The Foreign Contribution (Regulation) Amendment (FCRA) Bill, 2020 has been introduced in the current parliament session.
The amendment seeks to make specific changes to the FCRA law, first introduced in 2010 by the UPA government and whose rules were amended in 2012, 2015 and 2019. The law provides the framework under which organisations in India can receive and utilise grants from foreign sources. This primarily affects the non-profit sector in India, comprising a wide range of organisations – NGOs that implement development projects, research organisations, civil society activists, etc.
Governments have argued that the receipt and use of foreign grant funds need to be regulated to ensure that they are not used to hurt the national interest. Nobody denies that there should be greater transparency when it comes to activities that are funded by foreign sources.
But is it too much to hope that the government will see NGOs and civil society organisations as genuine partners in India’s development journey? As demonstrated during the ongoing pandemic and the migrant workers’ crisis, NGOs and activists routinely make up for gaps in government programmes, by reaching the unreached, supplementing the quality and quantity of services provided, and speaking for those whose voices are marginalised.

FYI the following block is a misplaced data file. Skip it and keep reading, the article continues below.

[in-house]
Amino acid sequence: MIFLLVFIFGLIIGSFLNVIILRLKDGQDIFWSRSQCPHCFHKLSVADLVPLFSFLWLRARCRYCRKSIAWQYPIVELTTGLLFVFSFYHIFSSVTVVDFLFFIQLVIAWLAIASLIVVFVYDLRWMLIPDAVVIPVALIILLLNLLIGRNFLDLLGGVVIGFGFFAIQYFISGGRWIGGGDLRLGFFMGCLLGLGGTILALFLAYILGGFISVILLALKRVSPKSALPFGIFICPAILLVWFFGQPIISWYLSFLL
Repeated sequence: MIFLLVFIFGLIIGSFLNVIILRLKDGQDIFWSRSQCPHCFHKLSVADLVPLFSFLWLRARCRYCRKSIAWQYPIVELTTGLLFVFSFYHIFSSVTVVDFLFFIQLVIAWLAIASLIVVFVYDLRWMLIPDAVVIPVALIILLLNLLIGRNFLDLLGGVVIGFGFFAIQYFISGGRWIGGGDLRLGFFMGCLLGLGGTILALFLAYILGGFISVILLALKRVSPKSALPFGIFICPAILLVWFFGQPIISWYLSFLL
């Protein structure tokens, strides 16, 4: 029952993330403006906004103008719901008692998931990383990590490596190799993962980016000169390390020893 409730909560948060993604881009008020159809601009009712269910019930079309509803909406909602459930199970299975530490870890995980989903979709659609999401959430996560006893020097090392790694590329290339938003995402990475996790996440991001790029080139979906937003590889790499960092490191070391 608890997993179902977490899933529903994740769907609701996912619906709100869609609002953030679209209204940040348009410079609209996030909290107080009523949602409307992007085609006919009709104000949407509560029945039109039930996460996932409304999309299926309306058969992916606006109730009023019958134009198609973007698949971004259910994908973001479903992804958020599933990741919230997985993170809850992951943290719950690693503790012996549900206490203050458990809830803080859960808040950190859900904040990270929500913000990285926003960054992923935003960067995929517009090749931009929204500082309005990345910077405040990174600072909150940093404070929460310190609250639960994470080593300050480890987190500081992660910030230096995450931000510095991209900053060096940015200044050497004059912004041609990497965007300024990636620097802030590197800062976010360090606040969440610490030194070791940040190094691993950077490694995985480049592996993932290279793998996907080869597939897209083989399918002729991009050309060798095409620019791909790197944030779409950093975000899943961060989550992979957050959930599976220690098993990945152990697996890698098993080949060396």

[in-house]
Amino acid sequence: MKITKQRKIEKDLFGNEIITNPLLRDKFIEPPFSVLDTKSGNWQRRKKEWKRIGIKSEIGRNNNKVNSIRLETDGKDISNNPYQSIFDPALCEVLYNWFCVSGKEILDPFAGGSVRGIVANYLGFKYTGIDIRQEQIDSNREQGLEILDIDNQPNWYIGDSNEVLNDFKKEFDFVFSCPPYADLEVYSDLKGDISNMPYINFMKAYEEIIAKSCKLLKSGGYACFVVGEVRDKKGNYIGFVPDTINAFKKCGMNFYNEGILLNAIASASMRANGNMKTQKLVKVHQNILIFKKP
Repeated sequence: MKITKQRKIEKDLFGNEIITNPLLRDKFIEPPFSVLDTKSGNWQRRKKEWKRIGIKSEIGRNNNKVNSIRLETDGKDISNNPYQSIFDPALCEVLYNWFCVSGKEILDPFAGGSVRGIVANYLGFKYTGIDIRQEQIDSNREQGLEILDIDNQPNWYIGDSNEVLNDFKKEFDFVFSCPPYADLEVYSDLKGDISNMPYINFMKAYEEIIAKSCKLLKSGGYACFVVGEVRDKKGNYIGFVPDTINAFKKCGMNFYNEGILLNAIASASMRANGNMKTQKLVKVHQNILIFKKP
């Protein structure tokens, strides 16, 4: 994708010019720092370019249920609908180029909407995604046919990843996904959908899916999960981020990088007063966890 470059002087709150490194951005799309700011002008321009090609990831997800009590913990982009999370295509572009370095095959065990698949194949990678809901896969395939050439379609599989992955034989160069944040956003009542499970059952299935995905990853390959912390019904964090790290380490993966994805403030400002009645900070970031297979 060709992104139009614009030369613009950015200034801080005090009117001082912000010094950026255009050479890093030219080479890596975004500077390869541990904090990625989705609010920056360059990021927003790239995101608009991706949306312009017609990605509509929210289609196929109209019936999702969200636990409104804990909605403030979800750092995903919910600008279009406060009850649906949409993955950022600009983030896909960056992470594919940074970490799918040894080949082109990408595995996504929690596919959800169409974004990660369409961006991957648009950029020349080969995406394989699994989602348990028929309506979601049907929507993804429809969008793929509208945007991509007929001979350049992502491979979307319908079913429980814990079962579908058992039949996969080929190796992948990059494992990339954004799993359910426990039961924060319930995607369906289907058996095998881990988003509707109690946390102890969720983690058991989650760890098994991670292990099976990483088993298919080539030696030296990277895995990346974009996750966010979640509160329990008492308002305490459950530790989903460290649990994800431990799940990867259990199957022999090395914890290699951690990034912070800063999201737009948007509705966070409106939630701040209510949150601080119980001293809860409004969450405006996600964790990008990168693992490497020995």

Restraining non-profit organisations is equal to restraining democracy itself. But several elements of the FCRA rules and their vague definitions of national interest makes it hard to believe that the government sees this sector as an ally. The government has used the FCRA as an instrument for harassment of political rivals or activist organisations such as Amnesty International. Starting from environmental activism to religious activities – a wide range of organisations have come under the scanner of government authorities in recent years.
The central objectives of the latest amendment Bill are the following:
- To prohibit any grants from abroad being made to organisations that involve ‘public servants’, or in other words, any organisation that is “controlled or owned” by the government;
- To prohibit the transfer of grants received under FCRA to any other person or organisation;
- To lower the cap on administrative expenses that can be funded by FCRA funds from 50% to 20%;
- To expand the power of the Ministry of Home Affairs, GoI to cancel FCRA certificate for more than 180 days;
- To make Aadhaar mandatory for persons who control recipient organisations, and
- To stipulate that foreign grants can only be received at the State Bank of India at New Delhi.
According to the GoI’s FCRA dashboard, there are 22,447 active FCRA registrations in India today. In 2018-19, 21,915 annual returns were filed – a compliance rate of 97.6%. It can hardly be argued that non-compliance is a concern here. Making Aadhaar mandatory is another step towards expanding the use and coverage of the unique identity and does little to improve transparency or oversight by the government. Similarly, the stipulation that all foreign fund recipients need to use SBI bank accounts will only increase the transaction costs for organisations that receive such funds.